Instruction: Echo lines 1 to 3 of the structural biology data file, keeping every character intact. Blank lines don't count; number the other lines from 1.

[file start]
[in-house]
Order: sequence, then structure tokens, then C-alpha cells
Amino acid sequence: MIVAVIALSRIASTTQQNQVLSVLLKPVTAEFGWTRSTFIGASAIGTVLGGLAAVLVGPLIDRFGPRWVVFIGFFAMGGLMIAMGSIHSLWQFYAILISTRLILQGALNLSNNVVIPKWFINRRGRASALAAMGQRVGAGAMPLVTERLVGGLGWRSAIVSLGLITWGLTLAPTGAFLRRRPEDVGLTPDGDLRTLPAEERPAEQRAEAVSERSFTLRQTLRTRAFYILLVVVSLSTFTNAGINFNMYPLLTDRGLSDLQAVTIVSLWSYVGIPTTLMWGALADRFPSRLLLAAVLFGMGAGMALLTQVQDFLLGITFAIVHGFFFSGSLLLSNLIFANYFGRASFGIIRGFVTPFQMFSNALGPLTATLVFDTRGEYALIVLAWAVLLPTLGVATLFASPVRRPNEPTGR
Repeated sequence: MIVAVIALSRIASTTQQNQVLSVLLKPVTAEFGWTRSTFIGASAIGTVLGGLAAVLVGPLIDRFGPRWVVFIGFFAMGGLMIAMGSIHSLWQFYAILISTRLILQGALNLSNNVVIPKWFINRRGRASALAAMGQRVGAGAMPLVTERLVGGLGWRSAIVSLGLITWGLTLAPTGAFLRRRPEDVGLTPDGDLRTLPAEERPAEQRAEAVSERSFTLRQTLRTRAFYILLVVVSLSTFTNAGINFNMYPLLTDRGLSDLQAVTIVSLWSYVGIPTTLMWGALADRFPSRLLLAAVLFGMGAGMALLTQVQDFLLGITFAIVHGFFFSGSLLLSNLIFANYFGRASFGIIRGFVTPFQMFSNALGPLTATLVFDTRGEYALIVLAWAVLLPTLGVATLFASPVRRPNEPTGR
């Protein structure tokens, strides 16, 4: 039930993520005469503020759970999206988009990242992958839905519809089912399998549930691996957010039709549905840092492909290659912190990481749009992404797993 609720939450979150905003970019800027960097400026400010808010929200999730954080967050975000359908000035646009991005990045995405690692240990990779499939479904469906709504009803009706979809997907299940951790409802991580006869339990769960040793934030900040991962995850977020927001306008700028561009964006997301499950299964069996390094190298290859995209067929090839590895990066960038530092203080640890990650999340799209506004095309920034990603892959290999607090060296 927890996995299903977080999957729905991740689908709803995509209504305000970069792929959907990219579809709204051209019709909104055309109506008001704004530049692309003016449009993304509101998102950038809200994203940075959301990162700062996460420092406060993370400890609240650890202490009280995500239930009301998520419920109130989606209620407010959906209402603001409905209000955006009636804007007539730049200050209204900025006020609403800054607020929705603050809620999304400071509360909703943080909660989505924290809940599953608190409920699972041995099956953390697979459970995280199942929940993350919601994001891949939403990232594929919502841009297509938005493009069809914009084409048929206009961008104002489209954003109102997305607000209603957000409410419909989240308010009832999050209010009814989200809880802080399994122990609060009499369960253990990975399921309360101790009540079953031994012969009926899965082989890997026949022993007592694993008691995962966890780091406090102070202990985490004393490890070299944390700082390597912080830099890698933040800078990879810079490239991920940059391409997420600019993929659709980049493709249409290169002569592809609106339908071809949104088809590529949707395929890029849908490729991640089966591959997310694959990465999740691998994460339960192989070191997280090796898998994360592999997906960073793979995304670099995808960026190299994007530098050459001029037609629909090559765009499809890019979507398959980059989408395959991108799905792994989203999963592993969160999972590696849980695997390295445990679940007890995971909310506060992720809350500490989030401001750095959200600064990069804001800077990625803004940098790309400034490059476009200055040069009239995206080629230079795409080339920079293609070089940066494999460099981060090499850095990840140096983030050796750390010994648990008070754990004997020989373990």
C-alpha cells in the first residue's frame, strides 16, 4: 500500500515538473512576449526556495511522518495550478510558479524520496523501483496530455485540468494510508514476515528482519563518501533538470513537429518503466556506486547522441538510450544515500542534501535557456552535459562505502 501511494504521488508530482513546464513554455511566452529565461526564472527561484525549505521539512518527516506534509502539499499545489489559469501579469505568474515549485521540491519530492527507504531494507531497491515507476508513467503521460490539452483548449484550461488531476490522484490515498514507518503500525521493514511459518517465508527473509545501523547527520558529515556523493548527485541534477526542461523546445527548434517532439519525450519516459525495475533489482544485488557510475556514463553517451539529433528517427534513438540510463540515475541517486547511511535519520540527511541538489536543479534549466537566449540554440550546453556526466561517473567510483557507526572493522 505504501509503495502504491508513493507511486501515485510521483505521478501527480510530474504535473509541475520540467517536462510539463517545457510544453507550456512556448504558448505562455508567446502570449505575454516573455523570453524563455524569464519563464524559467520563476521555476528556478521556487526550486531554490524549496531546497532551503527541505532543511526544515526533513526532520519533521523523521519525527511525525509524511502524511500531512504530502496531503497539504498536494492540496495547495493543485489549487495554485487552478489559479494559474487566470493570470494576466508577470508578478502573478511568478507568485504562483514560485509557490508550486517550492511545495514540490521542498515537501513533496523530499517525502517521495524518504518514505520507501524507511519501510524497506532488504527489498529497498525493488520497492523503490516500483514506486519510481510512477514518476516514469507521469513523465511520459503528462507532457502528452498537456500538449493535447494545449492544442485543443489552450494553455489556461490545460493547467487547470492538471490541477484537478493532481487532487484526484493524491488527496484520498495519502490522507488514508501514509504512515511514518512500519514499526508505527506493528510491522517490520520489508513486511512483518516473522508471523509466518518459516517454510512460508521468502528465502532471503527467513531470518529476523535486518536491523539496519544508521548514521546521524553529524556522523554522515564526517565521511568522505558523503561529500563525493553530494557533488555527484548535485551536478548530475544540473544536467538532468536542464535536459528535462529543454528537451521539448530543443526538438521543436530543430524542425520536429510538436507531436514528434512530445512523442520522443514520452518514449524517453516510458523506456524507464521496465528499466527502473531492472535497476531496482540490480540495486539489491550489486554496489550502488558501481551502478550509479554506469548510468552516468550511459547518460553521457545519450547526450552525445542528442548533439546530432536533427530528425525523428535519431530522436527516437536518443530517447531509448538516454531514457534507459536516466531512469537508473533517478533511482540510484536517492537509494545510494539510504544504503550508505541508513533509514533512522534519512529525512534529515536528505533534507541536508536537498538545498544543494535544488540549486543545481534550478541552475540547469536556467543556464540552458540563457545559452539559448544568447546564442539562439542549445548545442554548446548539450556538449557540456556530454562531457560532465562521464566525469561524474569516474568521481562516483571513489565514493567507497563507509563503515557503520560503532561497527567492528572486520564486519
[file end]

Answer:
[in-house]
Order: sequence, then structure tokens, then C-alpha cells
Amino acid sequence: MIVAVIALSRIASTTQQNQVLSVLLKPVTAEFGWTRSTFIGASAIGTVLGGLAAVLVGPLIDRFGPRWVVFIGFFAMGGLMIAMGSIHSLWQFYAILISTRLILQGALNLSNNVVIPKWFINRRGRASALAAMGQRVGAGAMPLVTERLVGGLGWRSAIVSLGLITWGLTLAPTGAFLRRRPEDVGLTPDGDLRTLPAEERPAEQRAEAVSERSFTLRQTLRTRAFYILLVVVSLSTFTNAGINFNMYPLLTDRGLSDLQAVTIVSLWSYVGIPTTLMWGALADRFPSRLLLAAVLFGMGAGMALLTQVQDFLLGITFAIVHGFFFSGSLLLSNLIFANYFGRASFGIIRGFVTPFQMFSNALGPLTATLVFDTRGEYALIVLAWAVLLPTLGVATLFASPVRRPNEPTGR